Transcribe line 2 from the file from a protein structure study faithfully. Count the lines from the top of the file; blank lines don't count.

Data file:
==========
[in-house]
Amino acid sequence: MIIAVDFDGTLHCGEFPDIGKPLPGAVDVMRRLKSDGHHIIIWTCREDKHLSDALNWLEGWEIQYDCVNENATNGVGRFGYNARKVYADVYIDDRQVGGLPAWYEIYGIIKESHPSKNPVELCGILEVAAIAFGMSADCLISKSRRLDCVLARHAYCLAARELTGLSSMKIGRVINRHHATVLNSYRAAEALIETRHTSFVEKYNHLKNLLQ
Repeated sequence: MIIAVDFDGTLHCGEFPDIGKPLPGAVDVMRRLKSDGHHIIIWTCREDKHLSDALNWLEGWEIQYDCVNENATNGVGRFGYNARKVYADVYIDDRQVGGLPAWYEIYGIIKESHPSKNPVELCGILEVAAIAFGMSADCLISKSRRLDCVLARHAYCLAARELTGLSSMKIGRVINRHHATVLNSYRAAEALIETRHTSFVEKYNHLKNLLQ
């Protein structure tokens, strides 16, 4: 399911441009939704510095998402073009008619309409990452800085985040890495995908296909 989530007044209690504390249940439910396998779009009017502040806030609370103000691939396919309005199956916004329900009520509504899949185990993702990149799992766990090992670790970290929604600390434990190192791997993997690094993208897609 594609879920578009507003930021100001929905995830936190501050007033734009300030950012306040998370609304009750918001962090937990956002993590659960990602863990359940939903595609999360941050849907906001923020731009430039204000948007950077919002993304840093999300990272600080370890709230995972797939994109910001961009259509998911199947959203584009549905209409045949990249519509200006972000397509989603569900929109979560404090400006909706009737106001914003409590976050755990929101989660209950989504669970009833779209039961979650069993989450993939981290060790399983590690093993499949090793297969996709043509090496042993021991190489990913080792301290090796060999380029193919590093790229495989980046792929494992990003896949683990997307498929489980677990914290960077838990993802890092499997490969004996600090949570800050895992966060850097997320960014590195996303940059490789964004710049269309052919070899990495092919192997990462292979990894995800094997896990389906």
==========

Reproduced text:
Amino acid sequence: MIIAVDFDGTLHCGEFPDIGKPLPGAVDVMRRLKSDGHHIIIWTCREDKHLSDALNWLEGWEIQYDCVNENATNGVGRFGYNARKVYADVYIDDRQVGGLPAWYEIYGIIKESHPSKNPVELCGILEVAAIAFGMSADCLISKSRRLDCVLARHAYCLAARELTGLSSMKIGRVINRHHATVLNSYRAAEALIETRHTSFVEKYNHLKNLLQ